Friday, April 20, 2012

Hooray for "Hooray for Hollywood"

I love the opening of Hollywood Hotel and I love the song Hooray for Hollywood (watching The Long Goodbye again recently, it was on my mind). The version I listen to all the time comes from 50 Years of Film Music (1923 to 1973), an album released in June that I highly recommend. It's got scores and songs, all from the original soundtracks with dialogue from the films as well. In some cases, like As Time Goes By, we hear Dooley Wilson and Ingrid Bergman talking about the song from the movie but when the song starts, it's a full recording Wilson did for the soundtrack. As we all know, in the movie Rick breaks up the song before it's finished so the switch is necessary.

But back to Hooray for Hollywood. What a great song. With music by Richard A. Whiting and perfectly biting lyrics by Johnny Mercer, it's a joy to take in. Mercer wrote so many verses that couldn't all fit in the movie that alternate versions have been recorded for years. Below are the original lyrics from the opening number. Below that, some alternates. Enjoy and HOORAY FOR HOLLYWOOD!

Hooray for Hollywood
That screwy, ballyhooey Hollywood!
Where any office boy
Or young mechanic
can be a panic
With just a good-looking pan
And any shop girl
Can be a top girl
If she pleases the tired business man

Hooray for Hollywood!
You may be homely in your neighborhood.
To be an actor
See Mister Factor
He'll make your kisser look good!
Go out and try your luck
You could be Donald Duck
Hooray for Hollywood!
Hooray for Hollywood!

Hooray for Hollywood
That bully, wild and woolly Hollywood
They hire cowboys then they hang their chaps up
And doll their maps up
And give them all that they lack
Now ain't it funny
They pay them money?
Shows what you can do if your horse can act

Hooray for Hollywood
They hire fellas whose physiques are good
And then they tell them they're the perfect shape, man
To act like apemen
And they convince them they should
They make them grunt and yell
And people think they're swell
Hooray for Hollywood

Now for some alternate lyrics. In some versions, for the "shop girl" part, the lines are:

And any barmaid
Can be a star maid
If she dances with or without a fan

But mostly, it's just whole other verses added on at the beginning, middle or end, depending on the recording. Some of my favorites:

Hooray for Hollywood!
Where you're terrific
if you're even good!
Where anyone at all from Shirley Temple
to Aimee Semple
is equally understood.

Hooray for Hollywood!
That phony, super Coney, Hollywood
They come from Chilicothes and Padukahs
with their bazookas
To see their names up in lights
All armed with photos
From local rotos
With their hair in curlers
and legs in tights

And an alternate on the Mister Factor line in the opening:

Hooray for Hollywood!
You may be homely in your neighborhood.
Still, if you think that you can be an actor
See Mister Factor
He'd make a monkey look good!
Within a half an hour
You'll look like Tyrone Power

Wednesday, April 18, 2012

It's Called Murder, Hitchy - Part II

Part I of this post, that is, a wholly different post discussing the film itself, is up at the Movie Morlocks here.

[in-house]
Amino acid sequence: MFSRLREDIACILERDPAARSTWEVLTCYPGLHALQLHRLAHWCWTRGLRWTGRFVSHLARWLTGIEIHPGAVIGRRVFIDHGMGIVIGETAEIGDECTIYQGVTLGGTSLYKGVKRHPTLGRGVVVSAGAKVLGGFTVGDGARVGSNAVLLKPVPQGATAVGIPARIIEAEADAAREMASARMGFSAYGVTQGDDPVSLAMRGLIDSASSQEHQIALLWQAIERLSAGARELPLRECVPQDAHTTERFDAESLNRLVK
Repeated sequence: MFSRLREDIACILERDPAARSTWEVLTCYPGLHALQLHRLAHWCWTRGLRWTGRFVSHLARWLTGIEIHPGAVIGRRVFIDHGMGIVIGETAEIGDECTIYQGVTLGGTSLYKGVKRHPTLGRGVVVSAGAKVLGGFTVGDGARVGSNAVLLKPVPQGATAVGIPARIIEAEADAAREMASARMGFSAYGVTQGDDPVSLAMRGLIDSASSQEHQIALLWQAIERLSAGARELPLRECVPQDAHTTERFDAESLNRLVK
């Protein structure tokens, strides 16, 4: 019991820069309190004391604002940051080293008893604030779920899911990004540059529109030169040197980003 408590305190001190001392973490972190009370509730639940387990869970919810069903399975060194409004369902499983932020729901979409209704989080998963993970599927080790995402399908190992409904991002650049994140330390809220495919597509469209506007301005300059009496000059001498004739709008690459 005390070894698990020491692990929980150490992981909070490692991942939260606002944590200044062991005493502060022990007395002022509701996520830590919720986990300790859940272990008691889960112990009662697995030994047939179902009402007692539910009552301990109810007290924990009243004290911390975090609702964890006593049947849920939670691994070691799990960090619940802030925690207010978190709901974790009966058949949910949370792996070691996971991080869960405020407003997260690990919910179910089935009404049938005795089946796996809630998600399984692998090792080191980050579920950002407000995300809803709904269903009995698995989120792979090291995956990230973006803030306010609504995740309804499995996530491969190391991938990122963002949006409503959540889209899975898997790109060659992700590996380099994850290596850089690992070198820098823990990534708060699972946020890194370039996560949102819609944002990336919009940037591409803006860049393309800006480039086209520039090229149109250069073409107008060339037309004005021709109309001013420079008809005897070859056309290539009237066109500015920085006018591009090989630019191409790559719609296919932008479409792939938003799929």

I watched this video recently of the set of Rear Window taken from all existing shots in the film and stitched together using video software. The result is a pretty cool one, allowing the viewer to see the entire apartment complex together, in one long shot. The action within the apartments even follows along the timeline of the film. Give it a look, it's pretty good.

That got me thinking about shots I love that don't exist, which is to say, long tracking or panning shots that I'd love to see a panorama of but can't because it's a movie camera tracking along, not a still camera taken an extreme wide angle shot.  From time to time I put together a shot to use as a banner or wallpaper and the urge struck me again recently when I watched Alfred Hitchcock's 1930 Murder!

The movie begins with a scream signalling something awful has occurred.  As characters rush to the house where the scream was heard, a murder scene is already being attended to inside.  Hitchcock takes us in to view the scene.

We can see a crowd at the back of the room on the left of the screen looking down towards the fireplace.  Sitting in the forefront, the only not looking down, is a still woman with a bloodied poker at her feet.  We can assume she is the murderer.  The gentleman standing in the direct center of the image draws in our eye and will become the hero of the film.  Another man kneels down over the victim and a policeman stands along the fireplace wall, contemplating the scene below.  And the victim?  Brilliantly, Hitchcock put her in the mirror. It's difficult to see here but click the photo to enlarge it for a better look.

After this master shot, the camera focuses in on the policeman, zooms out to the presumed murderer and then pans across to the victim, like so:

It's that final shot, the pan over to the victim that I wanted to capture.  With a tracking shot, where the camera moves in a parallel line to the action, I could just take a snapshot of each section of the track and stitch them together but this one was tougher:  It's a pan, not a track.  The camera simply pivots from killer to victim so putting them together requires some complicated reorientation work because when the camera pivots, the action is taking place before the camera at a slightly different angle than it was when it started the pan.  Nonetheless, I was determined. The result seen below. Click to enlarge.